Most investors have heard the argument for defense stocks on countless occasions. The basic pitch goes something like this: if there's one consumer that never stops spending, even in the weakest economies, it's Uncle Sam. And defense remains a key destination for much government spending; therefore, companies that sell defense products and services to the government are sure-fire winners.
There is truth to this argument. But, as the trite old saying goes, "there's no such thing as a free lunch." This is particularly true on Wall Street. Although the U.S. government may never stop spending, that doesn't mean large defense stocks are a risk-free road to riches.
Government contracts can and do get cancelled and delayed. And when that happens, firms with exposure or reliance on those programs can get hit. For example, in the early 1990s, the A-12 Avenger II Stealth aircraft was a major new aircraft project for the U.S. Navy. Dick Cheney, then the Secretary of Defense, decided to cancel the Navy's orders for the $165 million planes in 1991. The developers of the plane, including McDonnell Douglas, got hit on the news.
And while overall government spending tends to rise steadily over time, spending on certain defense initiatives doesn't always increase. For example, spending on some weapons and missile systems was cut in the 1990s after the end of the Cold War. Overall defense spending fell from $370 billion in 1989 to under $260 billion in 1998, before rebounding sharply. That contributed to some sBiere sell-offs in stocks like Raytheon (NYSE: RTN), a major manufacturer of missile systems.
Security over Defense
But despite these periodic hiccups, the basic argument for investing in stocks levered to continued government spending holds water. And there are areas of the Federal budget less exposed to budget cuts than high-profile, expensive weapons systems.
Since the devastating terrorist attacks of September 11, 2001, spending on national security and safety has ballooned. The list of projects includes upgrades to security systems at airports, more advanced scanning equipment for vehicles crossing U.S. borders, and even sophisticated equipment for identifying and recognizing facial features of known terrorist suspects in crowds. Security spending has also involved buying equipment for so-called first responders -- firefighters, police officers and emergency medical personnel.
Much of this security spending is no longer part of the budget for the Department of Defense (DOD), but is instead budgeted for the Department of Homeland Security (DHS), a relatively new department created after September 11th.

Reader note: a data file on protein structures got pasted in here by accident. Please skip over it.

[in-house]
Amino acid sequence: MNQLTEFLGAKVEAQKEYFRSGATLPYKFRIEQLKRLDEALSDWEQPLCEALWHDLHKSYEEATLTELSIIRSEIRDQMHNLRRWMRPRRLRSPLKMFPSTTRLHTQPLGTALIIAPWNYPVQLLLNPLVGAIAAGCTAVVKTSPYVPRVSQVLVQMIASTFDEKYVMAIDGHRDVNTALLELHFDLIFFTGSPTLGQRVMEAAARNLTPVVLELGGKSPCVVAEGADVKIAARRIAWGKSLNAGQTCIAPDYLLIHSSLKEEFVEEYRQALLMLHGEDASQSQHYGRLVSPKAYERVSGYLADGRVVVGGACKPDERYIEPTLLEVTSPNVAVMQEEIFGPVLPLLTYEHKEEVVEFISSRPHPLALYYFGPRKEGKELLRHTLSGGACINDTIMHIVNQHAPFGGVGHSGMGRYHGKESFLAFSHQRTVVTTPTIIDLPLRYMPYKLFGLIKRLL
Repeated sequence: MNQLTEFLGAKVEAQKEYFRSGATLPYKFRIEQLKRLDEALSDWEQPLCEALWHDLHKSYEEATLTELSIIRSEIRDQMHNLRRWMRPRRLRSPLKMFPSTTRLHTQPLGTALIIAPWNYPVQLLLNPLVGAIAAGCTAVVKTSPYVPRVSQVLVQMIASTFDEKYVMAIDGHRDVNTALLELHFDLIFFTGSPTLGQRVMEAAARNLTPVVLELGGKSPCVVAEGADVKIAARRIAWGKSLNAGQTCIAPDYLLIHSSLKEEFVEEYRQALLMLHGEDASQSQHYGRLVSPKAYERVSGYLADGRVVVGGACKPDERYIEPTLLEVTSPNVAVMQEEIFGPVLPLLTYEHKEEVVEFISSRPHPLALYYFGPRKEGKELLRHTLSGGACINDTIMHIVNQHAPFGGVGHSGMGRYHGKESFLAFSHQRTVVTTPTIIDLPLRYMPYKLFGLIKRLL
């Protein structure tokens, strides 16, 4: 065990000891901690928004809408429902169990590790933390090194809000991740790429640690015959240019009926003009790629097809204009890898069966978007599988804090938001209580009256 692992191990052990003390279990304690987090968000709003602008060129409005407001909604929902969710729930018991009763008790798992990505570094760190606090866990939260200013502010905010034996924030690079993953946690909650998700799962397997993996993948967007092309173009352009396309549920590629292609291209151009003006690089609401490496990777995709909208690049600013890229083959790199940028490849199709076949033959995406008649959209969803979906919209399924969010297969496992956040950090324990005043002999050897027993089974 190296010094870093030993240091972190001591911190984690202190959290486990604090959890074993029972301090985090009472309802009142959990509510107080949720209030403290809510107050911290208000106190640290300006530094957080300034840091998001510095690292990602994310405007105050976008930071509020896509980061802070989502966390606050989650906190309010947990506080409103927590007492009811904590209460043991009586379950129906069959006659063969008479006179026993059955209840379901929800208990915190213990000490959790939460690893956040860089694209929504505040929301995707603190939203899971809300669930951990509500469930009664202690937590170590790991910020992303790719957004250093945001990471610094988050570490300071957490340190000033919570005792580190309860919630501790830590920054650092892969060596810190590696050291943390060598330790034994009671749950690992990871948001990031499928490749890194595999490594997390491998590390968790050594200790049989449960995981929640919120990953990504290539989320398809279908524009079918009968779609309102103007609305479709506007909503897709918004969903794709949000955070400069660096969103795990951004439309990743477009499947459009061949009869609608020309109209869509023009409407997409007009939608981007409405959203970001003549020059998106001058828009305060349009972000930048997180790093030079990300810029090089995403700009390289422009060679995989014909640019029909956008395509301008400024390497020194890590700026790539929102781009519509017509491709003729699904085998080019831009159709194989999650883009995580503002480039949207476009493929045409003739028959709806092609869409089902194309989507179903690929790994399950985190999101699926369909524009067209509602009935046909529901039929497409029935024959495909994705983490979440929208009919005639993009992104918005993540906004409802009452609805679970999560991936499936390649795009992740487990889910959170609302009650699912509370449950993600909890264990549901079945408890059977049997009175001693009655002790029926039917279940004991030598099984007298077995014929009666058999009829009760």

Large-scale defense programs can become political footballs at times; politicians highlight expensive weapons systems spending as a sign of government waste. For example, the U.S. missile defense shield came under fire due to cost overruns and strong resistance from foreign government. Such high profile and expensive projects are subject to cancellation or delay.
But it's politically tough to oppose spending on a new X-ray system or high-tech equipment designed to keep Americans safer. Since the 9/11 attacks, terrorism has remained a major fear among most Americans, and recent attacks in major foreign cities have re-awakened those concerns. As a result, spending on safety and security should continue to rise in the coming years.
But it remains a big mistake to ignore the pure-play defense contractors entirely. Even when overall defense spending falls or growth in the DOD budget moderates, certain niche markets should continue to grow.
Every four years, the government publishes the Quadrennial Defense Review, offering a basic plan as to the focus of future spending. In the review, the DOD indicated that the focus of future defense spending will be on high-tech systems designed to help fight unconventional wars rather than large-scale conventional weapons systems. The Review also included plans for more spending on advanced secure communication systems that can allow communications with soldiers imbedded deep in hostile territory.
In addition, the DOD has reaffirmed its support for the so-called Future Combat Systems (FCS), a modernization program for the U.S. military. A cornerstone of this plan is unmanned surveillance vehicles. For example, the DOD cancelled plans for a new helicopter dubbed "the Comanche" and re-allocated those monies to developing new unmanned aerial vehicles capable of tracking the movements of enemy forces or insurgents remotely. The military also has plans for unmanned ground and sea vehicles.
Thus, even if some high-profile conventional weapons projects are cut, the DOD's modernization drive is likely to see continued funding. With the cancellation of the Comanche helicopter, the military has already shown its willingness to cut spending on conventional weapons to help pay for spending on high-tech defense and surveillance equipment.
As long as the federal government is pouring money into national defense, security and defense contractors may be a wise investment. Just remember that as the nation's security needs change, so will the allocation of funds. An increase in government spending will not affect every contractor equally. It is important to research the individual company to see if it is moving in line with the government's future needs.
Here are a few of the biggest stocks in the defense industry to get you started.
-Lockheed Martin Corp. (LMT)
-Boeing Co. (BA)
-Northrop Grumman Corp. (NOC)
-Raytheon Co. (RTN)
-General Dynamics Corp. (GD)
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